Post-Medieval London, Pt. VIII – Archaeological Finds

Another in the series on the history of London up to the time of the Great Fire of 1666, largely taken from my book, “The Flower Of All Cities” (Amberley, 2019) …

Archaeological Finds

A series of Museum of London and other publications either describe in detail or summarise the findings of archaeological excavations at various post-Medieval sites around the City.

There are some useful identification guides in Lara Maiklem’s new book, “A Field Guide to Larking“.

The more important archaeological finds  from post-Medieval  London are on exhibition in the City’s principal museums.    The Museum of London houses an extensive    collection. 

A clay pipe on the foreshore. Image: Thames Discovery Programme.

The commonest post-Medieval finds on the foreshore of the Thames are  sherds of – glazed – pottery, fragments of roofing, wall, hearth and floor tile, and clay pipes.   Roofing tiles are sometimes  found  with small angular holes for  metal nails.  Tobacco was expensive when it was first introduced in the late sixteenth century, but became cheaper over the course of the seventeenth, so early clay pipe bowls are typically small, and later ones larger.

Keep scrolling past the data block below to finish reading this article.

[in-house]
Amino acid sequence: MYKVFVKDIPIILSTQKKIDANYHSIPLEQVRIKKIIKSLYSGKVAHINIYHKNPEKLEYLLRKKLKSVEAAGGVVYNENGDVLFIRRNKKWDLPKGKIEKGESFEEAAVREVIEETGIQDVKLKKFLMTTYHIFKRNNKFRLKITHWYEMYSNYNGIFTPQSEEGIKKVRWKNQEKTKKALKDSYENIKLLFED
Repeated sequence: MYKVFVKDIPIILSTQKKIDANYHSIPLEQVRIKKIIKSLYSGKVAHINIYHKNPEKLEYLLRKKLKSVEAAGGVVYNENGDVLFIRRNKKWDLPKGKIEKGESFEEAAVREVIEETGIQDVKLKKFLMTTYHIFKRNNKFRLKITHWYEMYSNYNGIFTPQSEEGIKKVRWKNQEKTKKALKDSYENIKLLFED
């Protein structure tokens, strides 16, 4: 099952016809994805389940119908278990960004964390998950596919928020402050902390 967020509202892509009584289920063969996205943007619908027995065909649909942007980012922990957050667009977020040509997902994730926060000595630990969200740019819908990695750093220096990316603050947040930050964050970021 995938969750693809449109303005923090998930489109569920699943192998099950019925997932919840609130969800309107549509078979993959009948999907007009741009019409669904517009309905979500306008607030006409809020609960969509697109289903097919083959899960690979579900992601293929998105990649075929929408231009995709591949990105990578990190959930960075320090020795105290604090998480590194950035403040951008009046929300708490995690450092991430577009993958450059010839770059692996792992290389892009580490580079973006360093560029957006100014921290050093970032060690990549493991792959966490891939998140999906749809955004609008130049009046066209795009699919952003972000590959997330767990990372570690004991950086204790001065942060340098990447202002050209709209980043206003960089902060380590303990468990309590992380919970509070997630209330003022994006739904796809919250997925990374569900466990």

A “Bartmann” drinking vessel. IMage: Museum of London.

Typical Tudor finds include imported German “Bartmann” or “Bellarmine” drinking-vessels; …

A reconstructed Delftware pot. Image: “Historic Jamestowne” website.

… Stuart ones,  locally manufactured imitation “Delftware” table-wares (from Potters Fields and elsewhere). 

Please note that the removal of any finds from the foreshore is now only allowed under licence from  the Port of London Authority.

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